Media Release 3 March 2017
This morning Forestry Tasmania has confirmed that the contentious and threatened Tarkine coupes have not been logged before. Bob Brown Foundation campaigners and community members have been camping in the threatened forests on the banks of the Frankland River since the 14th February, after Forestry Tasmania informed the Foundation campaigners that they intended to log the forests in February.
“The Frankland River forests should never have had roads pushed into them by Forestry Tasmania, but there is still time to halt the proposed logging and secure protection for the old growth forests,” Jenny Weber from the Bob Brown Foundation said today.
“Logging in the Tarkine’s Frankland River forests has been delayed for the past month as community members have been camping and treesitting in the threatened forests, conducting wildlife surveys, recording 42 species of birds, mammals and invertebrates in the short time. The endangered Masked Owl has been recorded each night for the past nine” Bob Brown Foundation’s campaign manager Jenny Weber said.
“I have been seeking information from Forestry Tasmania for the past two years on these threatened forests with the aim to raise awareness about their conservation values and the threat of destruction. This week, I was informed by the District Forester that Forestry Tasmania will not be providing me with any further information with regards their planned logging in the Tarkine, due to our ‘protest activity and publicly stated intent’. I called the stakeholder engagement coordinator at Forestry Tasmania to express concern at this lack of cooperation and transparency. I also questioned a public statement printed today in the Circular Head Chronicle that ‘It is land that has been previously harvested’, I was informed that this was a misquote and incorrect,” Jenny Weber said.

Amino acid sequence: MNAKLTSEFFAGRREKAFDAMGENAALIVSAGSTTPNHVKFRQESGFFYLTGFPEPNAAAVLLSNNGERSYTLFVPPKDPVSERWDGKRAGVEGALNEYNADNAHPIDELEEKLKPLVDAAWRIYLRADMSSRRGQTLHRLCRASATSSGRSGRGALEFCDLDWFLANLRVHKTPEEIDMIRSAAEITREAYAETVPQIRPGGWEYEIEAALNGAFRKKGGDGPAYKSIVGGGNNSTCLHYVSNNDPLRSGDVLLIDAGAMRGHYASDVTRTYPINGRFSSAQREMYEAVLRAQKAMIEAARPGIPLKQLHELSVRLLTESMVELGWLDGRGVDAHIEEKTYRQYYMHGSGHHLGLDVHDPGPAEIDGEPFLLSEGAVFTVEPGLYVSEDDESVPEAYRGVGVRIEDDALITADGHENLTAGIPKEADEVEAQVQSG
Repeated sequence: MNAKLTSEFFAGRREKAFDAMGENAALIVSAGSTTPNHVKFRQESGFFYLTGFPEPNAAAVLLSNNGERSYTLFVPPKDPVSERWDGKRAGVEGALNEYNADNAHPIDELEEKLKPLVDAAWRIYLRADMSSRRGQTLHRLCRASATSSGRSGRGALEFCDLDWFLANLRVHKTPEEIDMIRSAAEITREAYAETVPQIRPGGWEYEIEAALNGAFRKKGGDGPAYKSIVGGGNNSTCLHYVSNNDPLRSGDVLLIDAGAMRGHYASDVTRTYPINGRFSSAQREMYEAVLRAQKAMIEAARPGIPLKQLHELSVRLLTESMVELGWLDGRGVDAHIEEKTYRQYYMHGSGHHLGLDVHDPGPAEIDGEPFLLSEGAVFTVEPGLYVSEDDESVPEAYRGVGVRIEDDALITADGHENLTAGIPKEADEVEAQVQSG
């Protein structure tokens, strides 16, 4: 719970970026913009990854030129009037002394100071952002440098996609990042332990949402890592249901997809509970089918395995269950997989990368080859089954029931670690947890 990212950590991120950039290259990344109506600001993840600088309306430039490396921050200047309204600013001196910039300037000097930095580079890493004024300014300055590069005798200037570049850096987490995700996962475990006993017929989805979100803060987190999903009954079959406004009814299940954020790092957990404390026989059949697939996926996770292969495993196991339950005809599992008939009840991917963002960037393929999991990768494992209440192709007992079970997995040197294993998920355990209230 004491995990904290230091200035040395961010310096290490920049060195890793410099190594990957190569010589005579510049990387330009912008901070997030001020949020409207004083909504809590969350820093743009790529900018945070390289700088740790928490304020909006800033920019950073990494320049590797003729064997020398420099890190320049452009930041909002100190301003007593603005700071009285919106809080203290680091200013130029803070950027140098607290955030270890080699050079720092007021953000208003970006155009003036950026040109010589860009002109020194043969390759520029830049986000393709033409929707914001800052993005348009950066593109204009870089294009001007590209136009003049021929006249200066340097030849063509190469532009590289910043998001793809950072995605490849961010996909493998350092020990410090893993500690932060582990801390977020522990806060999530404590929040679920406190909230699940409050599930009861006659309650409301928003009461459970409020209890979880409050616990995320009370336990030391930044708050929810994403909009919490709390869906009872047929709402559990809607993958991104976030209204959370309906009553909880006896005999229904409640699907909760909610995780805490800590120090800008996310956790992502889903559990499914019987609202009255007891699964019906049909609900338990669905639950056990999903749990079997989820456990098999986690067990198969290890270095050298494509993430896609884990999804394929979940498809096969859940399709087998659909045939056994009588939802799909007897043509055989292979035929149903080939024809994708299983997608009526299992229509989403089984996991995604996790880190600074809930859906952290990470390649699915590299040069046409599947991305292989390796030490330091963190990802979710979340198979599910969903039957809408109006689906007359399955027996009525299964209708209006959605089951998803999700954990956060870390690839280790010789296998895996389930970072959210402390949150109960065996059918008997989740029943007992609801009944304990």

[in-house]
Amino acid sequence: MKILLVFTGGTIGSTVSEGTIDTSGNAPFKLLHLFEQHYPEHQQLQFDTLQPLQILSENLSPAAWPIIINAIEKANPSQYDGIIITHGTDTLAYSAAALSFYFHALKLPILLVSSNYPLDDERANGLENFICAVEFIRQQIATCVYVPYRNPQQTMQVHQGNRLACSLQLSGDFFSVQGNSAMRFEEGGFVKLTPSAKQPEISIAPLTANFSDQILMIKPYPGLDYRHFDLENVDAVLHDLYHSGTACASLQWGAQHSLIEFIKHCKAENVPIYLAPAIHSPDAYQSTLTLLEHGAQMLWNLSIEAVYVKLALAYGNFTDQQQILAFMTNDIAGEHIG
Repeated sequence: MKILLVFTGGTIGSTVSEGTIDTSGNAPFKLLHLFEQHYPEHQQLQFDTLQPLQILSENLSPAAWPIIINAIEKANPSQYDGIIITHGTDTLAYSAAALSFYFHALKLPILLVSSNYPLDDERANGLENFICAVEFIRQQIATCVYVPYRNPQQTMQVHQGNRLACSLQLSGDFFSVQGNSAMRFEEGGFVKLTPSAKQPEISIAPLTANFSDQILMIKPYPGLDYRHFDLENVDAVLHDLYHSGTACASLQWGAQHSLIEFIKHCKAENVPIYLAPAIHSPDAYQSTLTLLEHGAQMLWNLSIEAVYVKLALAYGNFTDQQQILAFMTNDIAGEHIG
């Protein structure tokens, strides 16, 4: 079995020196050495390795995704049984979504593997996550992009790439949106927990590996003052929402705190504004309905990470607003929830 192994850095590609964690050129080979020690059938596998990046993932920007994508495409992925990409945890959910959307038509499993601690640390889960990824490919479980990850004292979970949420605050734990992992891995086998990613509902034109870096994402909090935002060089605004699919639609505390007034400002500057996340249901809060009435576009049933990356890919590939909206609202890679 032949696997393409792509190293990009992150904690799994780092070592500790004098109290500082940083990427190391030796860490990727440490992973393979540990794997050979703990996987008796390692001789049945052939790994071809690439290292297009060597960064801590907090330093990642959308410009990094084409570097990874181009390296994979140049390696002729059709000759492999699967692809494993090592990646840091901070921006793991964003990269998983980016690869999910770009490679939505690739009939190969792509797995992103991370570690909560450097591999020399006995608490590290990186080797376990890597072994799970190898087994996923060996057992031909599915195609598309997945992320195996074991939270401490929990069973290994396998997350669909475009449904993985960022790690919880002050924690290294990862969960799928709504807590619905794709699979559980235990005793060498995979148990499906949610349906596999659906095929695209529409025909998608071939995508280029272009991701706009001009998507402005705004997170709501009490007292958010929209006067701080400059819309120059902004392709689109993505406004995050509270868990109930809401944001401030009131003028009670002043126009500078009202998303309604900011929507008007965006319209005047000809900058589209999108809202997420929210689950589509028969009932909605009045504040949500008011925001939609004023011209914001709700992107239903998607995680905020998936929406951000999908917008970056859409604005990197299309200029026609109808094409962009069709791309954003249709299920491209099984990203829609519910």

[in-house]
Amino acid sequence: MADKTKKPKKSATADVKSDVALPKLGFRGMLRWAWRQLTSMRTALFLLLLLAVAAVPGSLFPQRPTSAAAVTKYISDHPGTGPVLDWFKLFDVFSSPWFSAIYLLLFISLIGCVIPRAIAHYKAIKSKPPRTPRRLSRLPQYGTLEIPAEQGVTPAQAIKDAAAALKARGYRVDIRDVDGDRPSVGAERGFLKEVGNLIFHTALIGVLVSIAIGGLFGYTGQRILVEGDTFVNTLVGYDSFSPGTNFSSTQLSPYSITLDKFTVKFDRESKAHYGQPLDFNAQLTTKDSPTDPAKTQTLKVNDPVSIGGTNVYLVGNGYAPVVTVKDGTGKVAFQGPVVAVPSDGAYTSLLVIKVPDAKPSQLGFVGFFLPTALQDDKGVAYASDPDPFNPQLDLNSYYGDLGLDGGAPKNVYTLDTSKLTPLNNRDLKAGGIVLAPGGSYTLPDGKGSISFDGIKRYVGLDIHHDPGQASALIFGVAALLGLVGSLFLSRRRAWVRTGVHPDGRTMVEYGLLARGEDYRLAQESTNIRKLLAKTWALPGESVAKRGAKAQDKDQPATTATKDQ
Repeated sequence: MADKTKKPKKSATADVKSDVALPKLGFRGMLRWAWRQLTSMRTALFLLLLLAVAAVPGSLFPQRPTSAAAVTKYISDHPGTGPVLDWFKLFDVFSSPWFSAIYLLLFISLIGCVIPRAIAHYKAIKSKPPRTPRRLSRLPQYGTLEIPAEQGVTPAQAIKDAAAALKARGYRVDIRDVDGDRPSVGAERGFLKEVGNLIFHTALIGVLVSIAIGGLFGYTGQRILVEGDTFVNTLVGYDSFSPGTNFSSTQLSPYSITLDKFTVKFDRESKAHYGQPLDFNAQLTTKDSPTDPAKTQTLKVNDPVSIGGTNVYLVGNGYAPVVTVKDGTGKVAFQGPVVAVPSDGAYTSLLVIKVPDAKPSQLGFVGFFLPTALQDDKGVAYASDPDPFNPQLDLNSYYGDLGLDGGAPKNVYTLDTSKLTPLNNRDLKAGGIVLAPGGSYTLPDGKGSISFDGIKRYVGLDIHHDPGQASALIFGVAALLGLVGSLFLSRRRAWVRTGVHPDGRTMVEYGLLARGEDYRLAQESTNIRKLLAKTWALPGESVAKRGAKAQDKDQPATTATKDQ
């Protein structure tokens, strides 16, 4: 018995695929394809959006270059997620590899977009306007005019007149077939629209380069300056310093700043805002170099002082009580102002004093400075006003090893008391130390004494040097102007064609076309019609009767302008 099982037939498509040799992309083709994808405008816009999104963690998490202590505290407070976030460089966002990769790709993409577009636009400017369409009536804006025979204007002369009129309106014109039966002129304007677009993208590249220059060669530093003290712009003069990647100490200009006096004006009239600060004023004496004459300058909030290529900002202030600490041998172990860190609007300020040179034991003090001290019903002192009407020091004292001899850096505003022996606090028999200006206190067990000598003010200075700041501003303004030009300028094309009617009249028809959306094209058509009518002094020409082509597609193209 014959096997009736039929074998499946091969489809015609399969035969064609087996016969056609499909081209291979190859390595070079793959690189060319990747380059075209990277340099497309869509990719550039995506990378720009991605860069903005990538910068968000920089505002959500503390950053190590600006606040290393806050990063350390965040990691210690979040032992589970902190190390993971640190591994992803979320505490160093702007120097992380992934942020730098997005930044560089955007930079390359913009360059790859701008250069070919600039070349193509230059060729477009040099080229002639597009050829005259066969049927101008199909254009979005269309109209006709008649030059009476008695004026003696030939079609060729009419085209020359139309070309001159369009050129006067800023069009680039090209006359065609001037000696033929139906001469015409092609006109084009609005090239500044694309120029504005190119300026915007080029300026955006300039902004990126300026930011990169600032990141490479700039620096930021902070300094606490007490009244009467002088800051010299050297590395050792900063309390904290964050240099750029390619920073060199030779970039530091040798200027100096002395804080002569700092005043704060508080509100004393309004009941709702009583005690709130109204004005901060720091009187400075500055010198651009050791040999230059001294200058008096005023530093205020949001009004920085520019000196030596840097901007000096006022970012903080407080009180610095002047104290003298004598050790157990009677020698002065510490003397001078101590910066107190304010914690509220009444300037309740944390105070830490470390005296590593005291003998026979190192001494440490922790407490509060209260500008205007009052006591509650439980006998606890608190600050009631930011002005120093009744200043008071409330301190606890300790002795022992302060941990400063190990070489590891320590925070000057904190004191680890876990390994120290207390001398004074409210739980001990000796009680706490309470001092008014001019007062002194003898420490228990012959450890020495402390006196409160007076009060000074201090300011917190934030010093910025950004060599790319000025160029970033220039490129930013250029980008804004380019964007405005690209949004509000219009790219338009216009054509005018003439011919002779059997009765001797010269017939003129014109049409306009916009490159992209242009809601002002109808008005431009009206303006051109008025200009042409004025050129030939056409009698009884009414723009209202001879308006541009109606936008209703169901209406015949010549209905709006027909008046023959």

“Bob Brown Foundation is campaigning for the protection of the Tarkine in a National Park and these forests are at the heart of the proposed reserve. They are old growth forests, and rather than destroying the unique and fragile landscape, the Tasmanian government can protect their high conservation values. Logging of native forests in Tasmania comes at a huge cost to the environment, economy, climate, and the taxpayer,” Jenny Weber said.
“Tasmanian MP, Joan Rylah, has been claiming that these forests have been logged before. A claim that has been debunked by Forestry Tasmania, who have confirmed that these forests have not been previously logged. These forests are old growth eucalyptus forests with rainforest understorey. Forestry Tasmania only pushed in new roads for logging in 2010. The forests are contiguous with 6000 hectares of intact forests in the Sumac Regional Reserve,” Jenny Weber said.
Meanwhile, Joan Rylah MP has had vile and threatening comments from her supporters on her Facebook page, that threaten violence to the community members conducting themselves peacefully in these threatened forests. (see attached copies of these threats)
“Today, World Wildlife Day celebrates and raises awareness of the world’s animals and plants, while Tasmania’s Government pushes ahead to log the habitat of many vulnerable and endangered species in the Tarkine. The forests planned for logging on the banks of the Frankland River are home to the federally listed vulnerable species, the world’s largest freshwater crayfish, Astacopsis gouldi, and federally listed endangered species, the Tasmanian wedge-tailed eagle, Masked Owl and Tasmanian Devil,” Jenny Weber said.
Contact – Jenny Weber 0427 366 929
Copies of threats on Joan Rylah's Facebook page may be downloaded from these links: